• Now is the second best time to transplant trees (after spring). Wait until the leaves drop and trees are dormant. Loosely tie branches to prevent damage. Be sure to include sufficient soil around the roots to support them.

October

  • Cooler days and nights will be arriving shortly. Review your watering schedule and make adjustments if necessary. Continue to thoroughly water trees, shrubs, planting beds, and lawn areas.
  • Plant garlic, spinach, lettuce, broccoli, and continue planting spring-flowering bulbs. Different bulbs have different bloom times, so plant your gardens accordingly. Most planting can wait until the end of October.
  • The best time to water is early in the morning.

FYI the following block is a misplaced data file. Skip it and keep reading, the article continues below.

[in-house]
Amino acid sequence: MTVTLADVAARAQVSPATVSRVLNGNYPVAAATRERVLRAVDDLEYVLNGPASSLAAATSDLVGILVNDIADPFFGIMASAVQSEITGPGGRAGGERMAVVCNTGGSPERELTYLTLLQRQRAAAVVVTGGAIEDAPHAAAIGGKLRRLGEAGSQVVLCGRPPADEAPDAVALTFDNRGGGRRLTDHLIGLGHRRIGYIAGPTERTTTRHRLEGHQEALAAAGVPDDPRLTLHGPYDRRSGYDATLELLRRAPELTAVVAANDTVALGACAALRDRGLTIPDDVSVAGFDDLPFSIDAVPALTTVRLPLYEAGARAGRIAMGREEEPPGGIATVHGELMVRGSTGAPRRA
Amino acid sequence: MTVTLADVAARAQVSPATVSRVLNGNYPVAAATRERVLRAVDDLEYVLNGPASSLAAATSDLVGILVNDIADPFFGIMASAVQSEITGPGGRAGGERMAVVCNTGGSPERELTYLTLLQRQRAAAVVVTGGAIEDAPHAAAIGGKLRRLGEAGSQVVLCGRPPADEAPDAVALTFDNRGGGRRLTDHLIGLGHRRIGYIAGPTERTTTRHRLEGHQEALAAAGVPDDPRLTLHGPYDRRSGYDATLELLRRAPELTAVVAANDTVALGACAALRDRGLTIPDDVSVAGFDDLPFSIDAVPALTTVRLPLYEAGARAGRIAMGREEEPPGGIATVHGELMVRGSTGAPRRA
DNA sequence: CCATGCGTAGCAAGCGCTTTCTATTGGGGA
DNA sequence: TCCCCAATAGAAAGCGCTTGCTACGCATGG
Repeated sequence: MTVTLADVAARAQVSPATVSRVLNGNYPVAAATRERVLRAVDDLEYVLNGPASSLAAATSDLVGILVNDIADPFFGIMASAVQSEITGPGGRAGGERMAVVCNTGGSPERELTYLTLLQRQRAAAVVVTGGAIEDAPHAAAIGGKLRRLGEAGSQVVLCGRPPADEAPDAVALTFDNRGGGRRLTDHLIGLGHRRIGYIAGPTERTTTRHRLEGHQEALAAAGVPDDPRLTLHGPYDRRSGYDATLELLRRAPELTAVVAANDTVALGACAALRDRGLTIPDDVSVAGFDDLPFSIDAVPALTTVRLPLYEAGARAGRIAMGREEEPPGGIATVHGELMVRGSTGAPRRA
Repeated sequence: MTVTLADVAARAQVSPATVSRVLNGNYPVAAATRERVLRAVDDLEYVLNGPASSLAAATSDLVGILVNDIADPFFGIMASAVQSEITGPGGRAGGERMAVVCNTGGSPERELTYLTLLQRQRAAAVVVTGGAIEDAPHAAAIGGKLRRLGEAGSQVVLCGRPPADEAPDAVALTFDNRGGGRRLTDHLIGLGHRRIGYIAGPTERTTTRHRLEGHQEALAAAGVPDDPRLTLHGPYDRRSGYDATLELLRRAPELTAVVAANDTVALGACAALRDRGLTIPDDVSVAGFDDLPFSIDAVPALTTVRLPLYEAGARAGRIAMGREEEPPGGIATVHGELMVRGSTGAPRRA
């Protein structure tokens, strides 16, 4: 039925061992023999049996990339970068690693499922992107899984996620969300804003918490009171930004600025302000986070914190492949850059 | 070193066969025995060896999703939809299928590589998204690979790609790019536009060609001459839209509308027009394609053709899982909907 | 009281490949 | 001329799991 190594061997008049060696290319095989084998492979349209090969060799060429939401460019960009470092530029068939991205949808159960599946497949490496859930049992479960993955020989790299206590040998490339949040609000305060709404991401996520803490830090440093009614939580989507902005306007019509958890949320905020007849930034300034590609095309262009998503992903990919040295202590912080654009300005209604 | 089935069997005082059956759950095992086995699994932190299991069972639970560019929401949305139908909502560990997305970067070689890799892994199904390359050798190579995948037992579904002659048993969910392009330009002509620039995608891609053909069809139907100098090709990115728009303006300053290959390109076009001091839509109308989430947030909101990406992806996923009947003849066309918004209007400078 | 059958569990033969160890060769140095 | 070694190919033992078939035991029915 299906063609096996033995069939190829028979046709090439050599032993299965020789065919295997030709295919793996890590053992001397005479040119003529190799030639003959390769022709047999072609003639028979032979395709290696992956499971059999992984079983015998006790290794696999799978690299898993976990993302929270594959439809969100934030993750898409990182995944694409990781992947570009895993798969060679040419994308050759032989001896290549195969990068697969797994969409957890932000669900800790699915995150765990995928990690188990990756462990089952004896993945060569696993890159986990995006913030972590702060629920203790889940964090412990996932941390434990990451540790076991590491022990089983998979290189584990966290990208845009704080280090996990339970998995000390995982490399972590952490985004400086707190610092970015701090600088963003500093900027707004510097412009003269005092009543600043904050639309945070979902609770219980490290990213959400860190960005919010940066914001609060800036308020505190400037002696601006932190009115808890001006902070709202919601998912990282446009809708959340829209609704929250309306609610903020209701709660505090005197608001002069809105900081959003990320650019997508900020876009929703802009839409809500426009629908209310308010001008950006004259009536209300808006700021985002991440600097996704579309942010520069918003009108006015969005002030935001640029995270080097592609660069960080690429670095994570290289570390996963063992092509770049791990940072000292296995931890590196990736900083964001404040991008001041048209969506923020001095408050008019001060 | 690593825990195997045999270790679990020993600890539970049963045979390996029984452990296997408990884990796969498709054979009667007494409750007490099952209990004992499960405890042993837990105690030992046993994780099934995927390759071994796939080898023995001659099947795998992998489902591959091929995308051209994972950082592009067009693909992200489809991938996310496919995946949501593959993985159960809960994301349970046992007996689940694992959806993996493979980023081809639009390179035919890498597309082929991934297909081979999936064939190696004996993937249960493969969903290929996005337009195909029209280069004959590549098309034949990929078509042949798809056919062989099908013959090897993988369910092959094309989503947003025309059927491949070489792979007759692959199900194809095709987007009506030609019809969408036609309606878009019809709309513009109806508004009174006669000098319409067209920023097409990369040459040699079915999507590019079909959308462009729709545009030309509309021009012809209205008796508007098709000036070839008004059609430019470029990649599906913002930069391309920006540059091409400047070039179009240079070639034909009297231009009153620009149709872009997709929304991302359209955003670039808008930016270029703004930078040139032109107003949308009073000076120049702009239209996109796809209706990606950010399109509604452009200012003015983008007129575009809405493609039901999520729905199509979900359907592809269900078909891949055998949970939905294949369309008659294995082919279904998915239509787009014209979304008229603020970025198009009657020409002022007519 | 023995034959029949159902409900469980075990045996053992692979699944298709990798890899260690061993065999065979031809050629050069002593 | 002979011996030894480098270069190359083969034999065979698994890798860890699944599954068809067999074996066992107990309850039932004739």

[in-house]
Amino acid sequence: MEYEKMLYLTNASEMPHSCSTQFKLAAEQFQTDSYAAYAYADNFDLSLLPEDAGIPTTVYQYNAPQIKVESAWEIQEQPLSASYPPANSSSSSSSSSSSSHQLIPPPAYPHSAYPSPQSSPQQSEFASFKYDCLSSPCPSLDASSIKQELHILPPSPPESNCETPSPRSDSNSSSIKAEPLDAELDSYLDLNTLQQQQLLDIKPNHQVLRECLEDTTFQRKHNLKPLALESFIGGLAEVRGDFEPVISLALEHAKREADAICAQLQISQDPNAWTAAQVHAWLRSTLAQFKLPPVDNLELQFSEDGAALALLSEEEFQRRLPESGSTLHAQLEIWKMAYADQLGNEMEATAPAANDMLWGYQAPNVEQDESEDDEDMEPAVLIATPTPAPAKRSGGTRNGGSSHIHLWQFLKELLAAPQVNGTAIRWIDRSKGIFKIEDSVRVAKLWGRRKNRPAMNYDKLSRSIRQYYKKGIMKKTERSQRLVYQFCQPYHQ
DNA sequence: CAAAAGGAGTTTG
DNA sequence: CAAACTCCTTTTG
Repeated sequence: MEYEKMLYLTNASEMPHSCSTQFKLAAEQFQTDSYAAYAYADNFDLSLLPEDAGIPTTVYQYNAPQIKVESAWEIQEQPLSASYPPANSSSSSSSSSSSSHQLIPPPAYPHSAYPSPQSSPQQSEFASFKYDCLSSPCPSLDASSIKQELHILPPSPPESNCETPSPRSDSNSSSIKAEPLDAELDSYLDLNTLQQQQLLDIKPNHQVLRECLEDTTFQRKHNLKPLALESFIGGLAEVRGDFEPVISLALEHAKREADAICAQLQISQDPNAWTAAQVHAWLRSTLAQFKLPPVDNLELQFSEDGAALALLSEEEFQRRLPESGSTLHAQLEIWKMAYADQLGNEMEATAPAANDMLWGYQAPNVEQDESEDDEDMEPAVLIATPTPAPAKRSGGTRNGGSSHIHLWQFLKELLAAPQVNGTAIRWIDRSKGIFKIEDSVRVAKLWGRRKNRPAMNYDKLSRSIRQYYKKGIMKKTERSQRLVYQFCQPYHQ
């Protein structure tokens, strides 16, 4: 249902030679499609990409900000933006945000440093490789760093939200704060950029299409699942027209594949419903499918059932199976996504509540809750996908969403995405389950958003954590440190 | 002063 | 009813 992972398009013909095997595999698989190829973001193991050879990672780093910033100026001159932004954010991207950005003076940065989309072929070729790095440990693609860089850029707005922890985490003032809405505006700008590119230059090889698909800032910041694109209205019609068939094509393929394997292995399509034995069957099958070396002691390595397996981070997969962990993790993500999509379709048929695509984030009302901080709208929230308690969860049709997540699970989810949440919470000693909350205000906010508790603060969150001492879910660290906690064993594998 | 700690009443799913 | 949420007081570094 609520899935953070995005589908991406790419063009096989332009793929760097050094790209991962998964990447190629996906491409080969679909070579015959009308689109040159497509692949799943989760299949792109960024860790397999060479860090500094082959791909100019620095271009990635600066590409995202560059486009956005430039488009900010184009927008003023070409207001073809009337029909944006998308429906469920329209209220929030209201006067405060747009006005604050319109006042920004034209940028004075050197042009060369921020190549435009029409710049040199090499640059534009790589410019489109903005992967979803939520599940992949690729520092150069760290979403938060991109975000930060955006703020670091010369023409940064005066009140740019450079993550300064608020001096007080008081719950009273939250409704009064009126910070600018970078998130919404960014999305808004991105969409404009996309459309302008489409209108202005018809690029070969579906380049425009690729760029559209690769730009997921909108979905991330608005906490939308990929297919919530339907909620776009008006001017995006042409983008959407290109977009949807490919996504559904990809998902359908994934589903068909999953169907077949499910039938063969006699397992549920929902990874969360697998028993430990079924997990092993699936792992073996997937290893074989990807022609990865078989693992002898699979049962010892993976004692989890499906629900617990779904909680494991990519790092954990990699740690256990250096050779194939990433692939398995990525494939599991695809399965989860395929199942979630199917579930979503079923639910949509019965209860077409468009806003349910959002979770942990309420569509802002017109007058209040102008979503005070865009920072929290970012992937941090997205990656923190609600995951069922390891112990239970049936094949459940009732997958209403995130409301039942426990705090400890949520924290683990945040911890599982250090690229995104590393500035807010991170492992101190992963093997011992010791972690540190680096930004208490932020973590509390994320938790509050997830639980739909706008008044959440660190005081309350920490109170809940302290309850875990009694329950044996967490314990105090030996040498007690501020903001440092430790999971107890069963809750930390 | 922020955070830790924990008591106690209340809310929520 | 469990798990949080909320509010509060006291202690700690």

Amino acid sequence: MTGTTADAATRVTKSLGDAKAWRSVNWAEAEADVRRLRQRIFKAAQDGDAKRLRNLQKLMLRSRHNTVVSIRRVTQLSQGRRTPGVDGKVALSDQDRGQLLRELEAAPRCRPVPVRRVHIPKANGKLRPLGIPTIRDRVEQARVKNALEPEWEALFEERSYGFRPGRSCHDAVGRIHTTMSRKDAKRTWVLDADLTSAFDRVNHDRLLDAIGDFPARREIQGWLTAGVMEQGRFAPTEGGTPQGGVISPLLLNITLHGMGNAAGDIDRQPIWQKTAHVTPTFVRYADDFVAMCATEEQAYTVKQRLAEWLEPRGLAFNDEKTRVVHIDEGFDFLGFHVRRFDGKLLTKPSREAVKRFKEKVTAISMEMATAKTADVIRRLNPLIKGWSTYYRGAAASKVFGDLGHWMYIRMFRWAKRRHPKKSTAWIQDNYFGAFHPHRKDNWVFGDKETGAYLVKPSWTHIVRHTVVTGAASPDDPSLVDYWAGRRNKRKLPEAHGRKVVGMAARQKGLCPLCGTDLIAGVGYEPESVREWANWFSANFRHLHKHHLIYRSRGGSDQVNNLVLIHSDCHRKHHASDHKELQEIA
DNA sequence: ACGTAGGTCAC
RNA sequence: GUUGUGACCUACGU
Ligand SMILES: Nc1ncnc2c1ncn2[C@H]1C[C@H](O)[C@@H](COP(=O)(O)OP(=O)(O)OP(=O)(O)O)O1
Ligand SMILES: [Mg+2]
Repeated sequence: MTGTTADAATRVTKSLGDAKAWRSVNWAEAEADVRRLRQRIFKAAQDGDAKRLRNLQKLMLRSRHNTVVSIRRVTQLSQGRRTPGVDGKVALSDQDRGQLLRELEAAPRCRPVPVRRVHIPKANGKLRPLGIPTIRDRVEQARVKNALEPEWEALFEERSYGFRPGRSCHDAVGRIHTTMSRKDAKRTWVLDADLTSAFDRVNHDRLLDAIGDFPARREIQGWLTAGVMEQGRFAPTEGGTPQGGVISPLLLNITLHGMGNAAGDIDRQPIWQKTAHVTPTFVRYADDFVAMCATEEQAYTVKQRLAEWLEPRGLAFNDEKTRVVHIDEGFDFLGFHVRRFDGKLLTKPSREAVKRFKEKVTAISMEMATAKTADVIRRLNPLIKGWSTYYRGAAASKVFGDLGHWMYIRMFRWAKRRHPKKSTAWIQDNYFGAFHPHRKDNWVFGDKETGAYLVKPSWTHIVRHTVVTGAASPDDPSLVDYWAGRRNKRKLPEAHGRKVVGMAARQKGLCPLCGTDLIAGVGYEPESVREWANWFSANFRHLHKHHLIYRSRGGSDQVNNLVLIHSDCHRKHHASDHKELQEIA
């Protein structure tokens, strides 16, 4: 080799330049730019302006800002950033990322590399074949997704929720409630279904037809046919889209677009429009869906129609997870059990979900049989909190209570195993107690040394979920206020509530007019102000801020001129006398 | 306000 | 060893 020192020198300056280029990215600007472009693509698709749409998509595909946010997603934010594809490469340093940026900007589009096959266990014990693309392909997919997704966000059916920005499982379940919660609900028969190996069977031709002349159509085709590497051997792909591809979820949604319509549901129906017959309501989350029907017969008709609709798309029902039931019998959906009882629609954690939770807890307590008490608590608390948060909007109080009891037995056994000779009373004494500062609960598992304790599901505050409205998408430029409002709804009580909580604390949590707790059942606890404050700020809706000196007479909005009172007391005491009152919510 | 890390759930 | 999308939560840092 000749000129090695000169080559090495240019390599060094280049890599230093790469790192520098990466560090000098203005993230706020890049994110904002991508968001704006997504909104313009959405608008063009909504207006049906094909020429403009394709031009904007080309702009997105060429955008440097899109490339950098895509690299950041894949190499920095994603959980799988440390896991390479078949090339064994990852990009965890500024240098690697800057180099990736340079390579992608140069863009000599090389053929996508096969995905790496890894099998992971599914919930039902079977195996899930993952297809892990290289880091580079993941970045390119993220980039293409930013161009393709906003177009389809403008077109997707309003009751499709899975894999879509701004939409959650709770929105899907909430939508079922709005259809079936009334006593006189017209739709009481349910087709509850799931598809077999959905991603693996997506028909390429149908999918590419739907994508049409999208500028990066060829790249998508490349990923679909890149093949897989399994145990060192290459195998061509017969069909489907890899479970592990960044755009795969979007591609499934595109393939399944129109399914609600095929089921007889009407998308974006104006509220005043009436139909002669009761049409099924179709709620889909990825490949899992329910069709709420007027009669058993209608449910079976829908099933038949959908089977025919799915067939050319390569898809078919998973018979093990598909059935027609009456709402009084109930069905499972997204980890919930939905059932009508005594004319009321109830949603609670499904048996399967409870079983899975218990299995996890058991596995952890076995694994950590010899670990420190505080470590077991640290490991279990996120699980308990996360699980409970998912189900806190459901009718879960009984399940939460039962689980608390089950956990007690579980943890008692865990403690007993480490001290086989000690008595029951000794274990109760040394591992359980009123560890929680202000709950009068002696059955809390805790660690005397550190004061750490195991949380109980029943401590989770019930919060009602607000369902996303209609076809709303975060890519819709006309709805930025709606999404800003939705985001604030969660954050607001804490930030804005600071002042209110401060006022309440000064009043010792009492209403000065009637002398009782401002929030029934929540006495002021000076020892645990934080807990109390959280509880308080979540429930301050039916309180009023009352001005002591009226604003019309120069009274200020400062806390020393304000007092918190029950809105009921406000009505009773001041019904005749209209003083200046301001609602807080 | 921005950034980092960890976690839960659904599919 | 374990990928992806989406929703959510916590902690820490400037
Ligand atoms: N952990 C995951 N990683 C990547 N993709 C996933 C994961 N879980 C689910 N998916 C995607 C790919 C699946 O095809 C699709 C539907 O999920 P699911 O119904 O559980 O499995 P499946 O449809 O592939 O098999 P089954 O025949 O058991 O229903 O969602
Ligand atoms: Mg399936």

• With cool nights, rainfall, and morning dew, this is a great time to supply the lawn with the nutrients it needs to recover from and repair summer damage. An early fall feeding is one of the most important of the year.
  • Now is the second best time to transplant trees (after spring). Wait until the leaves drop and trees are dormant. Loosely tie branches to prevent damage. Be sure to include sufficient soil around the roots to support them.
  • Complete pruning of all roses and prune late-flowering shrubs and trees when dormant.
  • Remove any excessive growth on vines and selectively choose only the wiry growth. Make sure not to cut flower buds off.
  • Consider using a drip system to water your gardens.
  • Drought and hot, dry winds can cause pepper and tomato blossoms to drop off. Turn the water on frequently and for a short time to cool the plants, and help those blossoms.